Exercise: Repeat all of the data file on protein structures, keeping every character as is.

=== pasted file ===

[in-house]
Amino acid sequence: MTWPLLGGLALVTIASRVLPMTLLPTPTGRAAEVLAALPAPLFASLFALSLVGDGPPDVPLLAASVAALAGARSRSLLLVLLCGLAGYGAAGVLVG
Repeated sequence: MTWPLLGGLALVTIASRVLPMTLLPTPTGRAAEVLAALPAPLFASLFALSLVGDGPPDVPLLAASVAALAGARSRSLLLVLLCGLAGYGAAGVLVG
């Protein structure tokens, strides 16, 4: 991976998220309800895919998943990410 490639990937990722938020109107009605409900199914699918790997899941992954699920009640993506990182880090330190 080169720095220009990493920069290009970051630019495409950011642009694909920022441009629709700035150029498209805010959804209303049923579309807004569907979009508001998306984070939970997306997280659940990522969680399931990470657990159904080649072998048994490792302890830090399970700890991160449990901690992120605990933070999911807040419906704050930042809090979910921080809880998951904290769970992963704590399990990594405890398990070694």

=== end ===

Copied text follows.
[in-house]
Amino acid sequence: MTWPLLGGLALVTIASRVLPMTLLPTPTGRAAEVLAALPAPLFASLFALSLVGDGPPDVPLLAASVAALAGARSRSLLLVLLCGLAGYGAAGVLVG
Repeated sequence: MTWPLLGGLALVTIASRVLPMTLLPTPTGRAAEVLAALPAPLFASLFALSLVGDGPPDVPLLAASVAALAGARSRSLLLVLLCGLAGYGAAGVLVG
């Protein structure tokens, strides 16, 4: 991976998220309800895919998943990410 490639990937990722938020109107009605409900199914699918790997899941992954699920009640993506990182880090330190 080169720095220009990493920069290009970051630019495409950011642009694909920022441009629709700035150029498209805010959804209303049923579309807004569907979009508001998306984070939970997306997280659940990522969680399931990470657990159904080649072998048994490792302890830090399970700890991160449990901690992120605990933070999911807040419906704050930042809090979910921080809880998951904290769970992963704590399990990594405890398990070694």